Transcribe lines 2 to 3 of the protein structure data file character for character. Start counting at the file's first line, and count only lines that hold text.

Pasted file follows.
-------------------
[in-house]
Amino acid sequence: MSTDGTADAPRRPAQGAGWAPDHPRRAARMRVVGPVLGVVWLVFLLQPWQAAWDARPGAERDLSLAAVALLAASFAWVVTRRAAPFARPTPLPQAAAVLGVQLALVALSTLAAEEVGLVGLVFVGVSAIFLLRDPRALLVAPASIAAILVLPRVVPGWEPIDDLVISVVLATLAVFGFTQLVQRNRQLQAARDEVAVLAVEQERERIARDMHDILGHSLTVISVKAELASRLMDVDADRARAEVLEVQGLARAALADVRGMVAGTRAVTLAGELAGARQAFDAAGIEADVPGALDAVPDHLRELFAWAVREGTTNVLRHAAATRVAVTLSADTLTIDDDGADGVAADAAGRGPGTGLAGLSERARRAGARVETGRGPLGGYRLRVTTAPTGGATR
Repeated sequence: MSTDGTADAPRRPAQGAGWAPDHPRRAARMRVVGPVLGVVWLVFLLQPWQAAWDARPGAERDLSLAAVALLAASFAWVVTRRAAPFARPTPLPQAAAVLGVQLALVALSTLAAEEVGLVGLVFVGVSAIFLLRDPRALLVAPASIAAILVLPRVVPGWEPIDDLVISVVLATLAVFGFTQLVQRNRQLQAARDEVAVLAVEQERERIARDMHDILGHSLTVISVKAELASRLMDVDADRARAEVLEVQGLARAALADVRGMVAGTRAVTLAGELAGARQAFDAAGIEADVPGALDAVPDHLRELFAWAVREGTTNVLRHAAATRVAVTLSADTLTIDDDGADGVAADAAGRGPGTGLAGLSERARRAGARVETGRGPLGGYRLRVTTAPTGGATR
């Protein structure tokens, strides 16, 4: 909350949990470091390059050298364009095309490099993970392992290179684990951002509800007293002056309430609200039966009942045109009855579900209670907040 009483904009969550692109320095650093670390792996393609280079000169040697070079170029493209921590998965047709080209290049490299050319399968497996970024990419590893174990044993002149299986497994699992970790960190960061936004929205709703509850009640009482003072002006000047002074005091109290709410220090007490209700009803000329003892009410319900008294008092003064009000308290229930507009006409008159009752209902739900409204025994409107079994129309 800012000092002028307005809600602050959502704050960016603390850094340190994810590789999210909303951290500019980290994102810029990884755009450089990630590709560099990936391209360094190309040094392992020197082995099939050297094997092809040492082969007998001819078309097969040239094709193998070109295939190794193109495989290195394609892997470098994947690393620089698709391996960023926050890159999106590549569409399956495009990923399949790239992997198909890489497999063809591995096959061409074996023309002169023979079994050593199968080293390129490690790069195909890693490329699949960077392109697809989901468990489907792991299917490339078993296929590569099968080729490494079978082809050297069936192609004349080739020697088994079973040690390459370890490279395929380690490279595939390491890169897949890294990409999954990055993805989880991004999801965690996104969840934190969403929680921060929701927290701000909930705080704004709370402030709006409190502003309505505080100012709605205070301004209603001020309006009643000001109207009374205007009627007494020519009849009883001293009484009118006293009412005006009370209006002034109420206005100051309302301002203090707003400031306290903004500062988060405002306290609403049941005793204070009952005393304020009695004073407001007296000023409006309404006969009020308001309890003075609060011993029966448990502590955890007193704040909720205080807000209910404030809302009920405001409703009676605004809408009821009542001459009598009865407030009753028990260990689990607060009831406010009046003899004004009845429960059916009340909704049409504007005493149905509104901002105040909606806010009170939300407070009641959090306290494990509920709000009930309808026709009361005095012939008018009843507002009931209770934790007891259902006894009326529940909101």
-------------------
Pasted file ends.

Amino acid sequence: MSTDGTADAPRRPAQGAGWAPDHPRRAARMRVVGPVLGVVWLVFLLQPWQAAWDARPGAERDLSLAAVALLAASFAWVVTRRAAPFARPTPLPQAAAVLGVQLALVALSTLAAEEVGLVGLVFVGVSAIFLLRDPRALLVAPASIAAILVLPRVVPGWEPIDDLVISVVLATLAVFGFTQLVQRNRQLQAARDEVAVLAVEQERERIARDMHDILGHSLTVISVKAELASRLMDVDADRARAEVLEVQGLARAALADVRGMVAGTRAVTLAGELAGARQAFDAAGIEADVPGALDAVPDHLRELFAWAVREGTTNVLRHAAATRVAVTLSADTLTIDDDGADGVAADAAGRGPGTGLAGLSERARRAGARVETGRGPLGGYRLRVTTAPTGGATR
Repeated sequence: MSTDGTADAPRRPAQGAGWAPDHPRRAARMRVVGPVLGVVWLVFLLQPWQAAWDARPGAERDLSLAAVALLAASFAWVVTRRAAPFARPTPLPQAAAVLGVQLALVALSTLAAEEVGLVGLVFVGVSAIFLLRDPRALLVAPASIAAILVLPRVVPGWEPIDDLVISVVLATLAVFGFTQLVQRNRQLQAARDEVAVLAVEQERERIARDMHDILGHSLTVISVKAELASRLMDVDADRARAEVLEVQGLARAALADVRGMVAGTRAVTLAGELAGARQAFDAAGIEADVPGALDAVPDHLRELFAWAVREGTTNVLRHAAATRVAVTLSADTLTIDDDGADGVAADAAGRGPGTGLAGLSERARRAGARVETGRGPLGGYRLRVTTAPTGGATR